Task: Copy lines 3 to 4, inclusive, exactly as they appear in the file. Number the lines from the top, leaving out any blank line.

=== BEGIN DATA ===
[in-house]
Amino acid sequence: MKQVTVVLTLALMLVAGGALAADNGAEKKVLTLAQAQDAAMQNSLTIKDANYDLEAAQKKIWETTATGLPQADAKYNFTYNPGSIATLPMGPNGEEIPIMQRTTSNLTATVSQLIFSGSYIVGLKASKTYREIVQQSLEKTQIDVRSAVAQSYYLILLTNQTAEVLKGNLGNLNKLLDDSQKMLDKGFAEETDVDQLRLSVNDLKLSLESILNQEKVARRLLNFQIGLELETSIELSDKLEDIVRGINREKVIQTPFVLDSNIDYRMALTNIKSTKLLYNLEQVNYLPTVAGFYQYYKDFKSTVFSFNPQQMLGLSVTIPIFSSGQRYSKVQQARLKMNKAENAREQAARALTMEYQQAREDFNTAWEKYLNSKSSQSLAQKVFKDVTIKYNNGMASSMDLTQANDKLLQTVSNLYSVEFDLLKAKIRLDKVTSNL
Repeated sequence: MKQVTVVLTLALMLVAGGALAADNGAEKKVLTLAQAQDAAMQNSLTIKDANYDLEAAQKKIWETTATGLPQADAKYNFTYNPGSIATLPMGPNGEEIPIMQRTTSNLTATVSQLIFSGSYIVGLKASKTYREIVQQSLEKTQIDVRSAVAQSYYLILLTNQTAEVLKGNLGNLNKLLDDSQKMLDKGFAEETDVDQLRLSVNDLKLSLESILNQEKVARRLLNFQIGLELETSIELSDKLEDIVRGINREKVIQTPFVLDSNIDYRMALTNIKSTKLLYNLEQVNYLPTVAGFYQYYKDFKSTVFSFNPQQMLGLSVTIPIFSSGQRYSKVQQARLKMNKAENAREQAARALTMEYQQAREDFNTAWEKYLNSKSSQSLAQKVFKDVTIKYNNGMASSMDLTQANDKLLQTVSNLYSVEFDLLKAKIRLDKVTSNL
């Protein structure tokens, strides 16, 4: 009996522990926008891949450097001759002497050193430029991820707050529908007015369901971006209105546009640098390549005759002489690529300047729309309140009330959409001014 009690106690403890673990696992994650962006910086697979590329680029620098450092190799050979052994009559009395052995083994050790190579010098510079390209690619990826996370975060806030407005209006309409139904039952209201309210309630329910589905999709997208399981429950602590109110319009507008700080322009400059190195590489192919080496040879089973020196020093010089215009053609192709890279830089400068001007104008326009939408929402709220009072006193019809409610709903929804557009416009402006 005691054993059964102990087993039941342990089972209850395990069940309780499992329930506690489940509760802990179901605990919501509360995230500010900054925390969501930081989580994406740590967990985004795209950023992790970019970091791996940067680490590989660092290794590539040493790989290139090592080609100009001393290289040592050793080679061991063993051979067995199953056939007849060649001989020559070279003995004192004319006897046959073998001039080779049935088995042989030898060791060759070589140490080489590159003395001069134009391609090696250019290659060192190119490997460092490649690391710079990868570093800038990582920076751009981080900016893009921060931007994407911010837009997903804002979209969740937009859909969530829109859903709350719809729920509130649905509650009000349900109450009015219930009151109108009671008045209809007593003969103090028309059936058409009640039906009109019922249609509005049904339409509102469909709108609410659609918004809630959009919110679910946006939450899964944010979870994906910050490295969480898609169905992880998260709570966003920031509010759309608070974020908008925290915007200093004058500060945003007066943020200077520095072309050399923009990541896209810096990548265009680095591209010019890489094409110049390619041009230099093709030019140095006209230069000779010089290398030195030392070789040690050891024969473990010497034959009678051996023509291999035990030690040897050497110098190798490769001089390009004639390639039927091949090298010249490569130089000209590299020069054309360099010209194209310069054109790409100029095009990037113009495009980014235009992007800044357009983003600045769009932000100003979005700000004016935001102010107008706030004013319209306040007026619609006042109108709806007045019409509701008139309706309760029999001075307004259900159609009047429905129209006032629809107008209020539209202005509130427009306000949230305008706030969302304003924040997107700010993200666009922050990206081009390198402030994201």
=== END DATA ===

Repeated sequence: MKQVTVVLTLALMLVAGGALAADNGAEKKVLTLAQAQDAAMQNSLTIKDANYDLEAAQKKIWETTATGLPQADAKYNFTYNPGSIATLPMGPNGEEIPIMQRTTSNLTATVSQLIFSGSYIVGLKASKTYREIVQQSLEKTQIDVRSAVAQSYYLILLTNQTAEVLKGNLGNLNKLLDDSQKMLDKGFAEETDVDQLRLSVNDLKLSLESILNQEKVARRLLNFQIGLELETSIELSDKLEDIVRGINREKVIQTPFVLDSNIDYRMALTNIKSTKLLYNLEQVNYLPTVAGFYQYYKDFKSTVFSFNPQQMLGLSVTIPIFSSGQRYSKVQQARLKMNKAENAREQAARALTMEYQQAREDFNTAWEKYLNSKSSQSLAQKVFKDVTIKYNNGMASSMDLTQANDKLLQTVSNLYSVEFDLLKAKIRLDKVTSNL
């Protein structure tokens, strides 16, 4: 009996522990926008891949450097001759002497050193430029991820707050529908007015369901971006209105546009640098390549005759002489690529300047729309309140009330959409001014 009690106690403890673990696992994650962006910086697979590329680029620098450092190799050979052994009559009395052995083994050790190579010098510079390209690619990826996370975060806030407005209006309409139904039952209201309210309630329910589905999709997208399981429950602590109110319009507008700080322009400059190195590489192919080496040879089973020196020093010089215009053609192709890279830089400068001007104008326009939408929402709220009072006193019809409610709903929804557009416009402006 005691054993059964102990087993039941342990089972209850395990069940309780499992329930506690489940509760802990179901605990919501509360995230500010900054925390969501930081989580994406740590967990985004795209950023992790970019970091791996940067680490590989660092290794590539040493790989290139090592080609100009001393290289040592050793080679061991063993051979067995199953056939007849060649001989020559070279003995004192004319006897046959073998001039080779049935088995042989030898060791060759070589140490080489590159003395001069134009391609090696250019290659060192190119490997460092490649690391710079990868570093800038990582920076751009981080900016893009921060931007994407911010837009997903804002979209969740937009859909969530829109859903709350719809729920509130649905509650009000349900109450009015219930009151109108009671008045209809007593003969103090028309059936058409009640039906009109019922249609509005049904339409509102469909709108609410659609918004809630959009919110679910946006939450899964944010979870994906910050490295969480898609169905992880998260709570966003920031509010759309608070974020908008925290915007200093004058500060945003007066943020200077520095072309050399923009990541896209810096990548265009680095591209010019890489094409110049390619041009230099093709030019140095006209230069000779010089290398030195030392070789040690050891024969473990010497034959009678051996023509291999035990030690040897050497110098190798490769001089390009004639390639039927091949090298010249490569130089000209590299020069054309360099010209194209310069054109790409100029095009990037113009495009980014235009992007800044357009983003600045769009932000100003979005700000004016935001102010107008706030004013319209306040007026619609006042109108709806007045019409509701008139309706309760029999001075307004259900159609009047429905129209006032629809107008209020539209202005509130427009306000949230305008706030969302304003924040997107700010993200666009922050990206081009390198402030994201």